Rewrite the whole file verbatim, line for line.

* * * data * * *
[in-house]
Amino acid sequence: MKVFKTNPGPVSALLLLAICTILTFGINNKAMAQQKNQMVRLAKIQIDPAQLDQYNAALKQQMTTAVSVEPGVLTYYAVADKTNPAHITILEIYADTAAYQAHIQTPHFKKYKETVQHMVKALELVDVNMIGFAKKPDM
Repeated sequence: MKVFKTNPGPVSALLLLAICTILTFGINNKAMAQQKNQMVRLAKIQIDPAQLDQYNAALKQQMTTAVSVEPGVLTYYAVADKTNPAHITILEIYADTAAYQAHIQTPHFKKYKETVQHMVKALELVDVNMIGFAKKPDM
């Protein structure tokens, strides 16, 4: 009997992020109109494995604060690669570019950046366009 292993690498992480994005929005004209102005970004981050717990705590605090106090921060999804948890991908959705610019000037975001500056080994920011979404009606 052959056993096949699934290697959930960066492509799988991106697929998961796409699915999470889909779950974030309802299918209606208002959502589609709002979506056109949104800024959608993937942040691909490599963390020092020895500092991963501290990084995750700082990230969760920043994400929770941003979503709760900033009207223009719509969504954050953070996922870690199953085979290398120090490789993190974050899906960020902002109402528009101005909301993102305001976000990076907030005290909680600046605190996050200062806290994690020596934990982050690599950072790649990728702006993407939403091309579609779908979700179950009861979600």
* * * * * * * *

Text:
[in-house]
Amino acid sequence: MKVFKTNPGPVSALLLLAICTILTFGINNKAMAQQKNQMVRLAKIQIDPAQLDQYNAALKQQMTTAVSVEPGVLTYYAVADKTNPAHITILEIYADTAAYQAHIQTPHFKKYKETVQHMVKALELVDVNMIGFAKKPDM
Repeated sequence: MKVFKTNPGPVSALLLLAICTILTFGINNKAMAQQKNQMVRLAKIQIDPAQLDQYNAALKQQMTTAVSVEPGVLTYYAVADKTNPAHITILEIYADTAAYQAHIQTPHFKKYKETVQHMVKALELVDVNMIGFAKKPDM
């Protein structure tokens, strides 16, 4: 009997992020109109494995604060690669570019950046366009 292993690498992480994005929005004209102005970004981050717990705590605090106090921060999804948890991908959705610019000037975001500056080994920011979404009606 052959056993096949699934290697959930960066492509799988991106697929998961796409699915999470889909779950974030309802299918209606208002959502589609709002979506056109949104800024959608993937942040691909490599963390020092020895500092991963501290990084995750700082990230969760920043994400929770941003979503709760900033009207223009719509969504954050953070996922870690199953085979290398120090490789993190974050899906960020902002109402528009101005909301993102305001976000990076907030005290909680600046605190996050200062806290994690020596934990982050690599950072790649990728702006993407939403091309579609779908979700179950009861979600």